# Question regarding $\mathcal{L}\{f'(t)\}$.

Based on the Laplace Transform page in Wikipedia, we can find the function $$\mathcal{L}\{f'(t)\}$$ by solving $$\mathcal{L}\{f(t)\}$$ using Integration by Parts:

\begin{align*} \mathcal{L}\{f(t)\} &= \int_{0^-}^{\infty} e^{-st} f(t) \ dt \\ \\ &= \left[\dfrac{f(t)e^{-st}}{-s} \right]_{0^-}^{\infty} - \int_{0^-}^{\infty} \dfrac{e^{-st}}{-s} f'(t) \ dt \\ \\ &= \left[-\dfrac{f(0^{-})}{-s} \right] + \dfrac{1}{s}\mathcal{L}\{f'(t)\} \ , \end{align*}

and isolating $$\mathcal{L}\{f'(t)\}$$. But on the second line, we evaluate $$\left[\dfrac{f(t)e^{-st}}{-s} \right]_{0^-}^{\infty}$$ as

\begin{align*} \left[\dfrac{f(t)e^{-st}}{-s} \right]_{0^-}^{\infty} &= \lim_{N\rightarrow\infty} \left[\dfrac{f(t)e^{-st}}{-s} \right]_{0^-}^{N} \\ \\ &= \lim_{N\rightarrow\infty} \left[\dfrac{f(N)e^{-sN}}{-s} - \dfrac{f(0^-)e^{-s(0^-)}}{-s} \right] \\ \\ &= \left[0 - \dfrac{f(0^-)}{-s} \right] \\ \\ &= \left[ - \dfrac{f(0^-)}{-s} \right] \ , \end{align*}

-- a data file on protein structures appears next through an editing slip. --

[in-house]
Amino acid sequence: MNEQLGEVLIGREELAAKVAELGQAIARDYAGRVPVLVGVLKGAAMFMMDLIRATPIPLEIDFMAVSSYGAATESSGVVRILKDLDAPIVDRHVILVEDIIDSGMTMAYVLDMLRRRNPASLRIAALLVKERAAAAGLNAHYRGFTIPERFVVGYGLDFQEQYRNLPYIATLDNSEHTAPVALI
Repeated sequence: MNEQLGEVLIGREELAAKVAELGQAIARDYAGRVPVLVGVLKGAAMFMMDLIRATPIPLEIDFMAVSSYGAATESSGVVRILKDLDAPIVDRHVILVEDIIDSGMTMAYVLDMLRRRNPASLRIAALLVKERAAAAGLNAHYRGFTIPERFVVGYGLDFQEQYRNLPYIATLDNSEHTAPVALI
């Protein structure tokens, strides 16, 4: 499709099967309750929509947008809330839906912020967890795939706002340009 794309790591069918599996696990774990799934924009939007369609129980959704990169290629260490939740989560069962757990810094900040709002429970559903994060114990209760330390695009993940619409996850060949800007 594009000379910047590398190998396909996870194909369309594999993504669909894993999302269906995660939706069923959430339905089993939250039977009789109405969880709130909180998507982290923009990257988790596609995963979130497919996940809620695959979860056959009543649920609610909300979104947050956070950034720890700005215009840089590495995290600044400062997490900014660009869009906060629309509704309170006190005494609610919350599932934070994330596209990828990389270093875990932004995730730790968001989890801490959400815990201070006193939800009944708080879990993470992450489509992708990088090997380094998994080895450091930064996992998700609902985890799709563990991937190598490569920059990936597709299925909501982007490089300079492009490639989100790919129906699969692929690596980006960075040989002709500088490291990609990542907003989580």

assuming that $$s > 0$$. My question is, how is it true that $$\lim_{N \rightarrow \infty}\dfrac{f(N)e^{-sn}}{-s} = 0$$ for all real functions $$f(N)$$? What if $$f(N) = N^N$$? Wouldn't the first term diverge if that's the case?

• Presumably we are assuming ${\cal L}\{f\}$ exists, so its integrand tends to $0$.
– anon
Apr 29, 2021 at 7:50